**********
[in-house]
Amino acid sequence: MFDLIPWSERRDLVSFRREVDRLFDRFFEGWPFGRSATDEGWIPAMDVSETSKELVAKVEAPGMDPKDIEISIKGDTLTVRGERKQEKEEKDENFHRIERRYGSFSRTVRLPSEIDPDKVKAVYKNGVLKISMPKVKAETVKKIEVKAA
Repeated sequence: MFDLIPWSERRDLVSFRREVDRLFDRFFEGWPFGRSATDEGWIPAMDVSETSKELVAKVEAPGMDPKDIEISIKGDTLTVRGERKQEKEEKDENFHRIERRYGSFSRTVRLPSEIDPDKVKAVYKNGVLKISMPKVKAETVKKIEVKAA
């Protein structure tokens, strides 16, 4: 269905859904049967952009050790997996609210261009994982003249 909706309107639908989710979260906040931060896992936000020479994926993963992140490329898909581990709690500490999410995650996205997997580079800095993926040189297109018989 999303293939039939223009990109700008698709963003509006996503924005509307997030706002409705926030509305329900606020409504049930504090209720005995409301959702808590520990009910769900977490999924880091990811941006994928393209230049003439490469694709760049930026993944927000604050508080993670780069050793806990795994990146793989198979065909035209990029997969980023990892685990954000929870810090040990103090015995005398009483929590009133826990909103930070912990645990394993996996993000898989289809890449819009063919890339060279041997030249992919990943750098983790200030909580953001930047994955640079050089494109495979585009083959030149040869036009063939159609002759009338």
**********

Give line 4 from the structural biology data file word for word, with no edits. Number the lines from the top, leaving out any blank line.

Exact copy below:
């Protein structure tokens, strides 16, 4: 269905859904049967952009050790997996609210261009994982003249 909706309107639908989710979260906040931060896992936000020479994926993963992140490329898909581990709690500490999410995650996205997997580079800095993926040189297109018989 999303293939039939223009990109700008698709963003509006996503924005509307997030706002409705926030509305329900606020409504049930504090209720005995409301959702808590520990009910769900977490999924880091990811941006994928393209230049003439490469694709760049930026993944927000604050508080993670780069050793806990795994990146793989198979065909035209990029997969980023990892685990954000929870810090040990103090015995005398009483929590009133826990909103930070912990645990394993996996993000898989289809890449819009063919890339060279041997030249992919990943750098983790200030909580953001930047994955640079050089494109495979585009083959030149040869036009063939159609002759009338």